Have You Played Gang Beasts?

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It was upon one random night I invited my friend over to play some Gang Beasts with me.

Man, we had a good time, beating each other up by means of gelatinous figures. We couldn’t stop laughing at how silly they look, the sounds that they made as they held on to each other to avoid getting hit by a speeding highway. It wasn’t until we were playing on a stage with giant falling penises pink tubes — whose goal is to try and make you fall through the opening and closing vaults on the floor, that what my buddy said to me hit me like a thousand bricks: “These dudes must have been drunk while making this game.”

That made a lot of sense to me. And to be honest, I feel this game wouldn’t be anywhere near as hilarious, unique, even, had they (or the characters in the game itself) been sober.

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Gang Beasts, powered by Unity 5, takes a twist on the traditional fighter by means of two things: 1) the environment can play a major role in the outcome of the brawl and 2) the way the characters animate as they try to extend their limbs is so funny you could let your kids in on the action, without worrying about the game having some sort of negative side effect on them. Instead of taking the typical serious mood set by most fighting games, these guys actually giggle at the pain they throw at each other, and the way they knock each other out is so funny you can’t possibly get mad that some dude tossed you out of the ring to get eliminated. The landscape here is 3D — you’re not locked to a 2D side-scrolling camera, so you can move in all directions around the arena. Originally, this game was meant to be played locally by up to eight players, but as of the “unstable” update 0.4.0, online multiplayer is achievable, and suffice to say it works pretty good. Unfortunately, as is the case with most games, us Linux fans are treated as second-class citizens because this update was shipped about a week later than the Windows/Mac branch — a small patch was actually just released today with no official announcement from the developers.

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So… you’re in control of a figurine made out of…jelly? Which only looks a little more complex than a stickman, solidly colored red, blue, green, yellow, or some other color, and maybe he’ll have some sort of outfit tossed on to further characterize itself. The goal, here, is simple: get the opponents off the ring and be the last man standing. You do that by means of kicking, punching, and grabbing each other silly till someone’s knocked out, after which you’ll have a certain period of time to drag his body to the train tracks, to the spinning cogs of doom, or some ledge and hope that the dude will remain unconscious before he has the chance to recover and escape his impending doom. While it might sound violent, it’s actually quite hilarious how things work here: no blood is involved, no bone-crushing sounds. The giggles made by the figures as they knock each other senseless. The dude will simply utter a moan to indicate that he’s eliminated.

Stages include a box ring, two trucks riding parallel to each other on the highway, a subway with trains, a hallway with sections of cogs that will grind you to your doom, an iceberg, a breakable billboard, and many more. Only the first four stages, however, can be played online at this time. While both the character and level design is incredibly basic in nature, many different parts of objects can be interacted with. For instance, on the trucks level (which also happens to be one of my favorites), the doors on the back of the trucks can be opened and closed, and you can freely move to the inside to protect yourself from getting hit by the signs that will sweep by over the trucks every once in a while.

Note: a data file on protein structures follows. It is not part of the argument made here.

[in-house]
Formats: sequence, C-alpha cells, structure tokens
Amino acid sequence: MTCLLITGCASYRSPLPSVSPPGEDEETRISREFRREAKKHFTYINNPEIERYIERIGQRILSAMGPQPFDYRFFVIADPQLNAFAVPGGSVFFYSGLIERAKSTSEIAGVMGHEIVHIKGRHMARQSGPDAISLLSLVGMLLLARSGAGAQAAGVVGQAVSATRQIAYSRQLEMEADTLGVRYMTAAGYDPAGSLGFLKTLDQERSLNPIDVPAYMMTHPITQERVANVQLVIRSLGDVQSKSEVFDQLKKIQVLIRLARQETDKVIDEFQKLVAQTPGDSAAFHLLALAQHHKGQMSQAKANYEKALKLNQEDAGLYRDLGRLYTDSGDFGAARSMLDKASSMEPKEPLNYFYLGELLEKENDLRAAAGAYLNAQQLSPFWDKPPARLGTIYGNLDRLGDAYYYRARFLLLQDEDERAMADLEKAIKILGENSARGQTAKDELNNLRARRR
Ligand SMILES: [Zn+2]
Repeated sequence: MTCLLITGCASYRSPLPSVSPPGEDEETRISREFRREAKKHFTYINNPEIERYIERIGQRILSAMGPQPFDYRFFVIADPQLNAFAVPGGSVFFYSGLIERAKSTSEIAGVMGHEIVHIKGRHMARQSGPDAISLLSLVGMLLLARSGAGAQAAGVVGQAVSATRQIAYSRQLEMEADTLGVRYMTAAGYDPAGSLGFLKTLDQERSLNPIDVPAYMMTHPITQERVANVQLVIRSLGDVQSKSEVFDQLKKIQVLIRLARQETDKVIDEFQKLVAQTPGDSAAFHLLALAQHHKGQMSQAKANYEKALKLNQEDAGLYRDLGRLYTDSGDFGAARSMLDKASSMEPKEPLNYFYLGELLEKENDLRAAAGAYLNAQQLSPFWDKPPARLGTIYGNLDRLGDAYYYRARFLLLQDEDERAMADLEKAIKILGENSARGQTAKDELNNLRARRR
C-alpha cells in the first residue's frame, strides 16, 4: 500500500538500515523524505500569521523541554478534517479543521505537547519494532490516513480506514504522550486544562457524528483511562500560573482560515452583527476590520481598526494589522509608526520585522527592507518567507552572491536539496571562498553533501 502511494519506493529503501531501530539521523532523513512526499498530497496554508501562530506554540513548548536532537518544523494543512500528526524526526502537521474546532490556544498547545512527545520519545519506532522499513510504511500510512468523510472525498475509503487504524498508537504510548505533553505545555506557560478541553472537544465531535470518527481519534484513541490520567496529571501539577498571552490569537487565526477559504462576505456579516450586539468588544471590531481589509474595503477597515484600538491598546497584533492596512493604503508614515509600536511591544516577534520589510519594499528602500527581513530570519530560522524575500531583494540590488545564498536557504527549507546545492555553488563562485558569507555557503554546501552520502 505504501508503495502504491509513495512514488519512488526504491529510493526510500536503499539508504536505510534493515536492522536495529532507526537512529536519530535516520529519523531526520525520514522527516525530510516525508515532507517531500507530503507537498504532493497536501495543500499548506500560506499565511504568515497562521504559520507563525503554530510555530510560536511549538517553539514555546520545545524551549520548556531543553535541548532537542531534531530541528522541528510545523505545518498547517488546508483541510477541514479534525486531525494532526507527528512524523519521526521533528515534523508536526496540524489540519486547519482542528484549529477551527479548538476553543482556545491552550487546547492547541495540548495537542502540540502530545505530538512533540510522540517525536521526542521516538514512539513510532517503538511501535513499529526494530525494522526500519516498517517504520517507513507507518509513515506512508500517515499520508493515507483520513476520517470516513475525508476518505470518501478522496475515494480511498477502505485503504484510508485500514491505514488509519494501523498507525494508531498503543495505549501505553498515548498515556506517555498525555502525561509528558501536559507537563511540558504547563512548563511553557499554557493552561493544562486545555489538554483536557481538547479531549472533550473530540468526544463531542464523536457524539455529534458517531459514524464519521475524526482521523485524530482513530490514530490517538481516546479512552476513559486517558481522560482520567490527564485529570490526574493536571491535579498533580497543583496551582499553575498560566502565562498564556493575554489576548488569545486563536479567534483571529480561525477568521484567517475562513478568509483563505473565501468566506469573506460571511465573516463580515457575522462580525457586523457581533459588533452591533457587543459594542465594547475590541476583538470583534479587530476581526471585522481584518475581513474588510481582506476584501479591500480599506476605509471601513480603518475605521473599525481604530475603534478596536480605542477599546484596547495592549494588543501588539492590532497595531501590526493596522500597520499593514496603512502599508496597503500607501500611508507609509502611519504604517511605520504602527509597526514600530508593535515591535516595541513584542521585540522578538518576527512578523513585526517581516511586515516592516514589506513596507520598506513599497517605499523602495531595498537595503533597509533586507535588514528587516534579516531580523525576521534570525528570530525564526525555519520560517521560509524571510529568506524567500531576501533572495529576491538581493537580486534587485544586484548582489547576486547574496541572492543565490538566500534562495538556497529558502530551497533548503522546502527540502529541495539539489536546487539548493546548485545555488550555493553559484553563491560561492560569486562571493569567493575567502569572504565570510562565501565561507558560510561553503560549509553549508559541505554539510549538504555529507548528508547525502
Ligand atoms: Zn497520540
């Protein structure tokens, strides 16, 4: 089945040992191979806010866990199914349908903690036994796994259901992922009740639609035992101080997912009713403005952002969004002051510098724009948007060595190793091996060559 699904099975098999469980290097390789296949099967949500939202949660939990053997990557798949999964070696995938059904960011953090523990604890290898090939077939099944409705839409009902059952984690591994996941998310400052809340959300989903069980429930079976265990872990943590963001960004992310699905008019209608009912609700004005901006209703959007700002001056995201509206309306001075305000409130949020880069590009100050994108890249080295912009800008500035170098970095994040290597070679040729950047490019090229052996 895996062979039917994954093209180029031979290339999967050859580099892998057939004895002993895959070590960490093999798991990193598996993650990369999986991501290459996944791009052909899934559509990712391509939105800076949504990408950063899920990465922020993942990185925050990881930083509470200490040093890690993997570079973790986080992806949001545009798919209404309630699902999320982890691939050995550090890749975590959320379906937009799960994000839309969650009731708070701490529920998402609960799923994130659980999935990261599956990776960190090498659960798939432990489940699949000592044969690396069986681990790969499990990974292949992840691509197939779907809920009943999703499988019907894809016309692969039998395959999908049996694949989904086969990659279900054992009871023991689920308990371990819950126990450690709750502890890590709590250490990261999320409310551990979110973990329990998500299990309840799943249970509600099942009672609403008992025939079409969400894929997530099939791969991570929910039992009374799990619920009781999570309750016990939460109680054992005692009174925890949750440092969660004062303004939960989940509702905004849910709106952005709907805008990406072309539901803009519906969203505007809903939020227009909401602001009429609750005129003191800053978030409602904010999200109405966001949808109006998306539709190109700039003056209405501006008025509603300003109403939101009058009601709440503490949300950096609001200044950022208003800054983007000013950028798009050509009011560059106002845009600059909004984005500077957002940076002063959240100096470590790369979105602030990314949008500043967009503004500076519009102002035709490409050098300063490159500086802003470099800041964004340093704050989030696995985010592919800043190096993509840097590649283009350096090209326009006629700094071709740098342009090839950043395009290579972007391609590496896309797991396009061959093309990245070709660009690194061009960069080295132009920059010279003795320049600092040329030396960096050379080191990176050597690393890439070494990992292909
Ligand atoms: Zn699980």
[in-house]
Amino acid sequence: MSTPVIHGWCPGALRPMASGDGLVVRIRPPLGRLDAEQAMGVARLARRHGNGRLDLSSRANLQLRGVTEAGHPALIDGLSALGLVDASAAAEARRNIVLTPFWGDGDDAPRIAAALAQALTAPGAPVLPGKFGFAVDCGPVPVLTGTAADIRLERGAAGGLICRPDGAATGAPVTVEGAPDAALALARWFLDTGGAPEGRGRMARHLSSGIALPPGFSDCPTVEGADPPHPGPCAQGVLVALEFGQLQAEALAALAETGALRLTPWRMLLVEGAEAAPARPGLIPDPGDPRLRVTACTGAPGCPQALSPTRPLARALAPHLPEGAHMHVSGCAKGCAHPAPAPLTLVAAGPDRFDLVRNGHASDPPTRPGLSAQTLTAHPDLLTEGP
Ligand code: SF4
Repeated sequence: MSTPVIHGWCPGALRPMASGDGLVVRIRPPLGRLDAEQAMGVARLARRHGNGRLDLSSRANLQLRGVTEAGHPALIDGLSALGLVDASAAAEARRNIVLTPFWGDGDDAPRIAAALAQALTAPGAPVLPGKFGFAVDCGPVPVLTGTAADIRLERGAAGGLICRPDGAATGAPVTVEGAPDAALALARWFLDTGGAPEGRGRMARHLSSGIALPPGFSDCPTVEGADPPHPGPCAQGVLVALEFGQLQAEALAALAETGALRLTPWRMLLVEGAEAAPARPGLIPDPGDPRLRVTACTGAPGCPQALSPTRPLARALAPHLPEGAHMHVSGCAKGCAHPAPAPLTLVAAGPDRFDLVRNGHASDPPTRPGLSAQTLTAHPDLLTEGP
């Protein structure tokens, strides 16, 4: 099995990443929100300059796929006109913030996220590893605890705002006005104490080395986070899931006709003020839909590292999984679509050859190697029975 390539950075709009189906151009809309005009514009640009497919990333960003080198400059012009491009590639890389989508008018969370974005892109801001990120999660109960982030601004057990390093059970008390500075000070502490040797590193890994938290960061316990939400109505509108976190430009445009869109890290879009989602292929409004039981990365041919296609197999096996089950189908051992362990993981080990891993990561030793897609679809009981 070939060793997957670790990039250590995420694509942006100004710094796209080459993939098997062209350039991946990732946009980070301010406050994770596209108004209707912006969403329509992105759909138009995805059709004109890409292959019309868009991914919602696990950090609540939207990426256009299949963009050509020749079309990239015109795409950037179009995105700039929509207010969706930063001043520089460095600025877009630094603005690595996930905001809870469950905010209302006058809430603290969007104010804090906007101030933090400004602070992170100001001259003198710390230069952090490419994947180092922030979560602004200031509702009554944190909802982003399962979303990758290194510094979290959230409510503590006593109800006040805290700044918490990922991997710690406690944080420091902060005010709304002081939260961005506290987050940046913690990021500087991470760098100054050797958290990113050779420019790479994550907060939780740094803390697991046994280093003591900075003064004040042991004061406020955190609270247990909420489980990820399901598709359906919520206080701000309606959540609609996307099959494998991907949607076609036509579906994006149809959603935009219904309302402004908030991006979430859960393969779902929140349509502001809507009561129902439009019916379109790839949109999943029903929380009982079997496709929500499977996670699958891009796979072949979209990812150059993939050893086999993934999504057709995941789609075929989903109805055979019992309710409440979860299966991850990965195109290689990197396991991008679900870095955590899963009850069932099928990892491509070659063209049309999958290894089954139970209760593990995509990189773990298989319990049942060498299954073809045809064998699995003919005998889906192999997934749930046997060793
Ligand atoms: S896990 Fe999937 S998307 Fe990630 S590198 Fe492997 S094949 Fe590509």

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Regarding the Linux version, while it does have some minor issues I’m happy that I can at least play it. Issues include:

  • Occasional lag spikes, so instead of getting sixty frames-per-second, I get more like thirty or forty (Then again, it could possibly come from the multiplayer lag)
  • Certain elements from the UI are invisible. For instance, in the Video options menu, the checkboxes for enabling/disabling things like Anisotropic Filter and Ambient Occlusion are gone
  • Options have to be reconfigured again every time you start the game up; your settings are not saved
  • Random crashes. This might be a common thing with Unity games, as other games in my library suffer from the same thing

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I have some raw footage of online multiplayer here. Hopefully it’s not too laggy to ruin the enjoyment.

The game is in early access, and while updates rarely ship out, judging by how many likes and comments that come with each one indicates to me that the game is pretty popular, and for good reason it is. Never had I a hard time trying to find someone to play with online. You can buy the game through Steam for $20.

Get your friends (and a couple of beers) together for something that you will never cease to laugh with — or at. Or, if you’re one of those nerds who have no friends in real time, now it is possible to enjoy the game by means of online multiplayer.

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